• You might be right Aaron, I'm not sure, I'd have to rewatch it. I guess the scene in the hotel room is similar, the look on his face could be plain shock or it could be the shock of the plan getting so fucked up. I think I'm leaning towards he's not used to it at all, even though he is very good at it

    I think he truly cares about Irene, in what way I'm not totally sure. At first he is very hesitant in getting involved in her life, but she and Benicio quickly become the only thing he cares about, more than his own life.

  • I think he does care about Irene but we are just not sure to what extent it is because he wanted her to be happy and safe as well as her son and that is why he wanted to help Standard. I am curious if he had fallen in love with other girls in other towns and had to leave as well as a moments notice. We never can tell by the blank expression on his face that he cares most of the film.

  • Refn has stated he thinks of Driver as a heroic figure which is why he chose the songs he did.

    For me the film is an urban fairytale, a tale of chivalry.

    Driver is the chivalrous knight one moment, and the gore drenched barbarian the next.
    One CANNOT exist without the other in this man's world...NOT if the pure princess and her innocent child are to be saved.

    He might be tarnished, lost, even tragic but that chivalry is there. His violence is nothing to do with anything. He had no weapon, so he killed the guy who had come to kill them with is foot.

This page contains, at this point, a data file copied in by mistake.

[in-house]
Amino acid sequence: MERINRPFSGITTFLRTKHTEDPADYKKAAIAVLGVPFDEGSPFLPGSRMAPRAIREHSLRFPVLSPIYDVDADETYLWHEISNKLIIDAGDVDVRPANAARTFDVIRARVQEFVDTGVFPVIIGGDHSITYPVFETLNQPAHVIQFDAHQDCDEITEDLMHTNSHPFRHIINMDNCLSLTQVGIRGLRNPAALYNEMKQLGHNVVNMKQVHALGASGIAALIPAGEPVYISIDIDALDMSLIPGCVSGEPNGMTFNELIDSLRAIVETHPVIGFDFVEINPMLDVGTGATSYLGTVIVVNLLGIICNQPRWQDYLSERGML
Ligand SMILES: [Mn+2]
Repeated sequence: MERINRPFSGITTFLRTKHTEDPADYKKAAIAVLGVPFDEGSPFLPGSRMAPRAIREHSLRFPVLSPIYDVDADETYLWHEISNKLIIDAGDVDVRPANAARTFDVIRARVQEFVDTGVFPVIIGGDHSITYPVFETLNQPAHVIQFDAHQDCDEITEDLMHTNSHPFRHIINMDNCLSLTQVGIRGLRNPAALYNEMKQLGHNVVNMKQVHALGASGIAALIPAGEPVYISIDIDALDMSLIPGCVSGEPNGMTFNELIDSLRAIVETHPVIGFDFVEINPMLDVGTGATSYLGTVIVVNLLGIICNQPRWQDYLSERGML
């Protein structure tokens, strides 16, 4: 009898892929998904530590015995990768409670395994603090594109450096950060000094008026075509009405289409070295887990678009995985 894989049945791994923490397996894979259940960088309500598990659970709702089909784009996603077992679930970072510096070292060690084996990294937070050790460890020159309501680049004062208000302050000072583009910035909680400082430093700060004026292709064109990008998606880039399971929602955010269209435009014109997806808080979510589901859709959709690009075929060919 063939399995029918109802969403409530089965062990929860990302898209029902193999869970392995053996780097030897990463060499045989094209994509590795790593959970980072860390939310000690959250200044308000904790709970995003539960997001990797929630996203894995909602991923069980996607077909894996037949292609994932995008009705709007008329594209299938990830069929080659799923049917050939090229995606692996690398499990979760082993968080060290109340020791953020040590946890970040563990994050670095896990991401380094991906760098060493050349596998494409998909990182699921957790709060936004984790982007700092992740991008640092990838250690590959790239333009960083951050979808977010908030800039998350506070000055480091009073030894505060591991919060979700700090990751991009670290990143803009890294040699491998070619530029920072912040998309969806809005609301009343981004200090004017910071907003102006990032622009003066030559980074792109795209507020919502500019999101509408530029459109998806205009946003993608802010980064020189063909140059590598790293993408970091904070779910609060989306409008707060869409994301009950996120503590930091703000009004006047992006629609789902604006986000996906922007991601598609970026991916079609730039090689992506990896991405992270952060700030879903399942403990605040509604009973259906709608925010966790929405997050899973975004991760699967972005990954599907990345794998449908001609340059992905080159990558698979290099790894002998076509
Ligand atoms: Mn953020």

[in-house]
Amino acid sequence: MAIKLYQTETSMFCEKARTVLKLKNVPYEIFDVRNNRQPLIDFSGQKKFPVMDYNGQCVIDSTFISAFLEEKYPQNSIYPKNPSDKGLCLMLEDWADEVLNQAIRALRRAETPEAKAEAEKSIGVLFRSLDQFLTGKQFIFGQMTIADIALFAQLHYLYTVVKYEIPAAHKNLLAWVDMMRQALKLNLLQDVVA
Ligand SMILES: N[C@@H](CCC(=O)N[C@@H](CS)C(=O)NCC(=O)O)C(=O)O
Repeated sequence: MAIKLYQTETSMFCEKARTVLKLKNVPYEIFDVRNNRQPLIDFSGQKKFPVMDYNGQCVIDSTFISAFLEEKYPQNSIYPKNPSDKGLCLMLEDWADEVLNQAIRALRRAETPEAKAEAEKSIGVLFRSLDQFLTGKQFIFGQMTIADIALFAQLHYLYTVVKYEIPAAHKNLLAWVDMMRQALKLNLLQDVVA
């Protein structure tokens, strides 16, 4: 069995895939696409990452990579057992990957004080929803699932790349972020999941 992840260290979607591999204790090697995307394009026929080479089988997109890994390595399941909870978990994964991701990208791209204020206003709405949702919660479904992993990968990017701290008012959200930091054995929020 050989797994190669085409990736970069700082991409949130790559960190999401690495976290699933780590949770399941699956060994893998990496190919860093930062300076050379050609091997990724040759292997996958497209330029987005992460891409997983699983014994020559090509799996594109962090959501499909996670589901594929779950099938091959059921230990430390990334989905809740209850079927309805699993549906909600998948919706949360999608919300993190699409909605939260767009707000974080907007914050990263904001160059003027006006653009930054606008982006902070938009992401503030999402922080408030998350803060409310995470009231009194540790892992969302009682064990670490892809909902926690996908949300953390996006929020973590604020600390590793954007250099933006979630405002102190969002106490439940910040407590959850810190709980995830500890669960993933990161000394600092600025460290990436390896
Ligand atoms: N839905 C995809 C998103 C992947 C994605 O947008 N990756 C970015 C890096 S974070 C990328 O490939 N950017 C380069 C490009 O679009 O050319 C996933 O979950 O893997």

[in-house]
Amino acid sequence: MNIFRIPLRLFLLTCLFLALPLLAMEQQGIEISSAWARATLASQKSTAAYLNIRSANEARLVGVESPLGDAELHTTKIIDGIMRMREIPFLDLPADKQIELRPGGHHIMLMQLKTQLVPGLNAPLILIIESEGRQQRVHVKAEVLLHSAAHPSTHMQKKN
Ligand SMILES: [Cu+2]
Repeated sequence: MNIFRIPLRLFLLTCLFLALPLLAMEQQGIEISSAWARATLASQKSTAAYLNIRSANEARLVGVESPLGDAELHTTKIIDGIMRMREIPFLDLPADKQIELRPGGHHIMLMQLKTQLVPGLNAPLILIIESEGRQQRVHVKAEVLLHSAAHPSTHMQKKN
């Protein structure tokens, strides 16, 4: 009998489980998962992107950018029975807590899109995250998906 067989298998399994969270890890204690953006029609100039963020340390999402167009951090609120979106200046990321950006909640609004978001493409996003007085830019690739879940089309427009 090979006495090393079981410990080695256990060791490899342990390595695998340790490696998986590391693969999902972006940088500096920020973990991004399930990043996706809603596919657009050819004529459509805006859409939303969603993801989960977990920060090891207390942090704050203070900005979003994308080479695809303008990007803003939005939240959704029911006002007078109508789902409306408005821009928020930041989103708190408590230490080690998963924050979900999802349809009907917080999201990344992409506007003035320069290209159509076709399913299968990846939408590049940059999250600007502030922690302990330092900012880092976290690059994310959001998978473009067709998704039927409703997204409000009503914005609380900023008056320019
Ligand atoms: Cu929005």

Brutal, but what other choice? He had to take him down and have him stay down.

    The other violence is explicit self defence (hotel) or vengeance & self/woman he cares for preservation.

    The most honourable Knight will have to cleave skulls open with his sword to rescue/protect the Princess. Brutal as that might be for any onlookers.

  • I can't see how you could even give the film such a big star rating if you see Driver like you do.

    If I felt as negative towards his character as you do, given the way the movie is plotted with a non-judgemental/heroic attitude towards Driver, the film wouldn't work for me.

  • See, the thing is, he sees himself as that knight, but in reality he's not. Since most of the movie is viewed through The Driver's eyes, we 're essentially being told a story through an unreliable narrator. Notice the contrast between scenes with The Driver and other scenes where he's not present.

    Any other Hollywood film would have us root for this character. The reality of who this guy is quite detestable. This is the kind of guy we hope gets a long sentence when we see them on the news. I liked how the film is Refn turning that mentality on its head, and ultimately embracing the style in the process.

  • What a brilliant review. I honestly never thought about the driver actually being a villain. You have totally flipped my world upside down and for that I thank you.

  • I think comparing Drive and Le Samourai is a spot on statement. Well written review.